Laureate's Linguistic Hierarchy

hierarchy iconLaureate's Linguistic Hierarchy can help you choose software to meet an individual's needs. The Linguistic Hierarchy describes seven stages of language development from birth to adulthood.

Although this hierarchy depicts typical stages in language development, it can also be used to assess the linguistic functioning level of children and adults with language disabilities and Developmental Disabilities. In addition, it can provide a basis for choosing appropriate software for adults with Traumatic Brain Injury and aphasia.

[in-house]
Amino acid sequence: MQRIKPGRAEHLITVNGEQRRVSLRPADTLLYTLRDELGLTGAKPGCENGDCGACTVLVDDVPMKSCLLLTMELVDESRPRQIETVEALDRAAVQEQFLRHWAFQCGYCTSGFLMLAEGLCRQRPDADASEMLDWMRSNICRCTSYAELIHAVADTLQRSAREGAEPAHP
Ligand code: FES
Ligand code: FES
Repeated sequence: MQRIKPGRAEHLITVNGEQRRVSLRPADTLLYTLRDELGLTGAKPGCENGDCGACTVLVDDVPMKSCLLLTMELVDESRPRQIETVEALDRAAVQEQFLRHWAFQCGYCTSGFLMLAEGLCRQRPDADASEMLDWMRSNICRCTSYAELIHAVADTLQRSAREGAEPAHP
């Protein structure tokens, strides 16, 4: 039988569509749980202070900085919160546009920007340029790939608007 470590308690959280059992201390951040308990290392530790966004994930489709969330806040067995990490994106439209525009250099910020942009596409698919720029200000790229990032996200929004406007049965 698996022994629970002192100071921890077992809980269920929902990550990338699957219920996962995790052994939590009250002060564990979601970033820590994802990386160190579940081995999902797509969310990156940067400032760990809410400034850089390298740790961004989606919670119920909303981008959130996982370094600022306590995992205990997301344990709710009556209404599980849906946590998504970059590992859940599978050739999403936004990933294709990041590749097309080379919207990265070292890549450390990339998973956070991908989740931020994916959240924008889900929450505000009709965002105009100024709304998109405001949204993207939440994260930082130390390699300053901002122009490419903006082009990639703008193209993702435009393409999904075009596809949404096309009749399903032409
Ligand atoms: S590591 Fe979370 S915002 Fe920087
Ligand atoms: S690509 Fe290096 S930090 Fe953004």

For each stage, we have outlined language characteristics and recommend software. Please select the stage you would like more information about.

The Seven Stages:
1. Interpreted Communication (0 to +/- 4 Months)
2. Intentional Communication (4 to +/- 9 Months)
3. Single Words (9 to +/- 18 Months)
4. Word Combinations (18 to +/- 24 Months)
5. Early Syntax (24 to +/- 36 Months)
6. Syntax Mastery (3 to +/- 5 Years)
7. Complete Generative Grammar (5 Years to Adult)

The approximate age at which typically developing children are in each stage is shown in parentheses.